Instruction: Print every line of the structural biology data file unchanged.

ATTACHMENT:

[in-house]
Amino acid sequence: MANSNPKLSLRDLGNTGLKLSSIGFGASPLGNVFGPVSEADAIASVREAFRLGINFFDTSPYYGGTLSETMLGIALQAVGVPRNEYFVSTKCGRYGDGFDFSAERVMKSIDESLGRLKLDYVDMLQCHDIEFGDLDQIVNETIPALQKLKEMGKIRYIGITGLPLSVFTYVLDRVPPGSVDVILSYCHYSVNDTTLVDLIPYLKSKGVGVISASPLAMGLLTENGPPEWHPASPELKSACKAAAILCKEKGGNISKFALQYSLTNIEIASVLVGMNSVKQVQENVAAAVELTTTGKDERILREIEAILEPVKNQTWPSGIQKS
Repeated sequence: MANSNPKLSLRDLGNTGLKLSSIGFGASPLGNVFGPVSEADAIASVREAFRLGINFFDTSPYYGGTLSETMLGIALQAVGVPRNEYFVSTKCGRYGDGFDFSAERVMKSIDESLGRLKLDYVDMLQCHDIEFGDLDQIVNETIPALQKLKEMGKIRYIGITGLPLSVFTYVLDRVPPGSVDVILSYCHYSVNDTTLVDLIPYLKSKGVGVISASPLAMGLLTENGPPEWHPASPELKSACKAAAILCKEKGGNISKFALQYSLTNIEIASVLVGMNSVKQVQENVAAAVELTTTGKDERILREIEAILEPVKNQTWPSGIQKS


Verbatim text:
[in-house]
Amino acid sequence: MANSNPKLSLRDLGNTGLKLSSIGFGASPLGNVFGPVSEADAIASVREAFRLGINFFDTSPYYGGTLSETMLGIALQAVGVPRNEYFVSTKCGRYGDGFDFSAERVMKSIDESLGRLKLDYVDMLQCHDIEFGDLDQIVNETIPALQKLKEMGKIRYIGITGLPLSVFTYVLDRVPPGSVDVILSYCHYSVNDTTLVDLIPYLKSKGVGVISASPLAMGLLTENGPPEWHPASPELKSACKAAAILCKEKGGNISKFALQYSLTNIEIASVLVGMNSVKQVQENVAAAVELTTTGKDERILREIEAILEPVKNQTWPSGIQKS
Repeated sequence: MANSNPKLSLRDLGNTGLKLSSIGFGASPLGNVFGPVSEADAIASVREAFRLGINFFDTSPYYGGTLSETMLGIALQAVGVPRNEYFVSTKCGRYGDGFDFSAERVMKSIDESLGRLKLDYVDMLQCHDIEFGDLDQIVNETIPALQKLKEMGKIRYIGITGLPLSVFTYVLDRVPPGSVDVILSYCHYSVNDTTLVDLIPYLKSKGVGVISASPLAMGLLTENGPPEWHPASPELKSACKAAAILCKEKGGNISKFALQYSLTNIEIASVLVGMNSVKQVQENVAAAVELTTTGKDERILREIEAILEPVKNQTWPSGIQKS